It’s sad when a product you had your eye on sells out. But that doesn’t mean you have to bookmark the product page, write a note on your hand to recheck it hourly, check it hourly, tell all your friends to check it hourly, lock yourself in a dark room to check it hourly, stop showing up to your job because you’re checking it hourly, get fired from your job, lose all your friends, your dog, your house, etc.
Just set up restock emails to receive alerts when the product becomes available again.
There are a couple ways to do this. You can receive restock alerts through repeatedly registering with new on-site email alerts every time you encounter a product shortage with a different retailer, or through a one-stop-shop website monitoring tool, like Visualping.io.
Many retailers offer on-site email alerts to notify you when products are restocked.
You select the Email Me When Back in Stock button on the product page, and then give your email to the retailer.
Seems straightforward enough, until you realize it isn’t: you usually have to accept several pages of the retailer’s terms and conditions: dense blocks of mind-numbing legalese you know you won’t actually read and — if you’re aware of some of the crazy things people have unknowingly agreed to — feel guilty about.
You usually also have to create an account: that’s slapping together a username and password you will likely forget about later, considering you’ll be repeating this registration process with the plethora of other retailers you’ll need to receive restock alerts from.
Keep in mind, with some on-site emails, your address becomes automatically approved to receive spam. Especially if you register with more than one retailer, watch as your inbox goes up in flames from all the unsolicited advertisements that will deter your attention from the one email you asked for: the restock alert.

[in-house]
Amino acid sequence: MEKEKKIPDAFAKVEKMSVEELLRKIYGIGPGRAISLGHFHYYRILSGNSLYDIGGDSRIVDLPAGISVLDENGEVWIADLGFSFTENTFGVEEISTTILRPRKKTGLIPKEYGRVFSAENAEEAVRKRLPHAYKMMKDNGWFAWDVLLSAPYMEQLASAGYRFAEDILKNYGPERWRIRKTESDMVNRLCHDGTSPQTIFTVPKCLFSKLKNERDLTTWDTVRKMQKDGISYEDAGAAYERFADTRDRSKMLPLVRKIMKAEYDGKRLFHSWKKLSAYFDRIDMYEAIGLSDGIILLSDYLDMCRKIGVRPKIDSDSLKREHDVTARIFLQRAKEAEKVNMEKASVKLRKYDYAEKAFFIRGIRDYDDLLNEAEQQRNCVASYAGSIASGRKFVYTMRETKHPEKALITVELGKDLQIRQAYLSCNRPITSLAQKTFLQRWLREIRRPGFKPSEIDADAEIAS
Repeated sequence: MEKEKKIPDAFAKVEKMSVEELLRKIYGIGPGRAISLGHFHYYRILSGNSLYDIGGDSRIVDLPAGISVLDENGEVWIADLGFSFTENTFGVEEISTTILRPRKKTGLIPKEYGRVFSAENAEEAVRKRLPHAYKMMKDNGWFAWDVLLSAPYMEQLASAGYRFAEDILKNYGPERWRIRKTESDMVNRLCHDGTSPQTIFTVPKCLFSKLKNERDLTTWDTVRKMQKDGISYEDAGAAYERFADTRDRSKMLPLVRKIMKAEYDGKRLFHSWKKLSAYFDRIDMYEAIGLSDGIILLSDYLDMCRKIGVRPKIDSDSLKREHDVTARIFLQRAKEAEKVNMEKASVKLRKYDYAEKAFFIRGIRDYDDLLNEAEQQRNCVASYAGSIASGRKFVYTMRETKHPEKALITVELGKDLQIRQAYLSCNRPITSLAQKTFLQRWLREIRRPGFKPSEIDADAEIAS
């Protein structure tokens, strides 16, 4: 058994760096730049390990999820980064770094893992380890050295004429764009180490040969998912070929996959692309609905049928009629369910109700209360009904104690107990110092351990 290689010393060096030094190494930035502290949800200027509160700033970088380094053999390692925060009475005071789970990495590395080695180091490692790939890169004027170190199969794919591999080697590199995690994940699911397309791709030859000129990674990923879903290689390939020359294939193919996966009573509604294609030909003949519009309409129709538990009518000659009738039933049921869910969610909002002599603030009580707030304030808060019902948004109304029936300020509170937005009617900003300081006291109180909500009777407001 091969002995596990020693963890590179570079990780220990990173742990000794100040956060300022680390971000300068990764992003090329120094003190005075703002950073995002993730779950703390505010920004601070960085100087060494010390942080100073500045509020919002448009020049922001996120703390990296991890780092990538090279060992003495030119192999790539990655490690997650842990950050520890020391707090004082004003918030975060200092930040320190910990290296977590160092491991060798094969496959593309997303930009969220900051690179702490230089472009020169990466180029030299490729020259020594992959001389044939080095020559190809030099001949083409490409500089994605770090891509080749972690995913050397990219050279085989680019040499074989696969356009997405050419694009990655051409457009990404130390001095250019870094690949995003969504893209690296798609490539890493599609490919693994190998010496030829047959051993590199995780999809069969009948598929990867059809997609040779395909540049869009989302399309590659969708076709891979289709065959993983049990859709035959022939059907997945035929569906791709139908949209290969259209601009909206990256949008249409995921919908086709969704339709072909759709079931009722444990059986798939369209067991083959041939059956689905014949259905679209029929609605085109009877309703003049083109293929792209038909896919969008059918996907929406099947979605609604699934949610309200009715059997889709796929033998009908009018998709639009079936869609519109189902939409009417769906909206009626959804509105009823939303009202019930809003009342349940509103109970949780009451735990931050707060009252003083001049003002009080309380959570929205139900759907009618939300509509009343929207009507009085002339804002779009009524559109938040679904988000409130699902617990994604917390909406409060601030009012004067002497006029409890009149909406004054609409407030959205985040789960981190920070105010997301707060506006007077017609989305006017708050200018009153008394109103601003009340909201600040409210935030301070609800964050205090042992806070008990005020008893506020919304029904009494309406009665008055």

If you’re not interested in the hassle of registering with numerous retailers to receive restock alerts, then our change detection tool is the option for you.
An easy-to-use and free automation service, Visualping is the world’s top website monitoring tool. We have over 1.5 million users – out of which 83% are Fortune 500 companies.
You can forget about intermittently scouring the pages for updates to your products’ availability, because Visualping will check the pages for changes for you.
You can also view all of the product pages you’re monitoring in one place — your Visualping user database.
Visualping sends you an email alert displaying the webpage changes in the form of a screenshot, with the changes highlighted for your perusal. Changes that were added to the page are highlighted in green. Changes that were removed are highlighted in red.
For monitoring a product’s availability, we recommend you use our Visual-compare feature. As this feature allows our system to monitor webpage pixels, the email alerts display a screenshot of the webpage changes.
Keep it simple. Visualping is your one-stop-shop for receiving all your restock alerts in one place.
And setting it up is a breeze.
Step 1: To monitor product pages in one place, begin by copying and pasting the first URL of the product page you wish to monitor in our homepage’s search field. You don’t need to first sign up. Click Go.
Step 2: When the page appears in our monitor screen, select the area of you page you wish to track, such as the entire page, or just the area surrounding the out of stock label.
Step 3: Specify how often you would like Visualping to check the page for you - every 5 minutes, 30 minues, hourly, daily, etc.
Step 4: Sit back and let Visualping do the work for you.
The Access Site link at the bottom of the email will take you straight to the product page, where you can promptly make your purchase as soon as the product is restocked. The View Changes link will take you to your user dashboard, where you can view all the product pages you are monitoring - in one place.
How it works: Visualping will take an initial screenshot of the out of stock product and then, at the frequency you choose, take subsequent screenshots at regular intervals, comparing them to the previous to detect changes.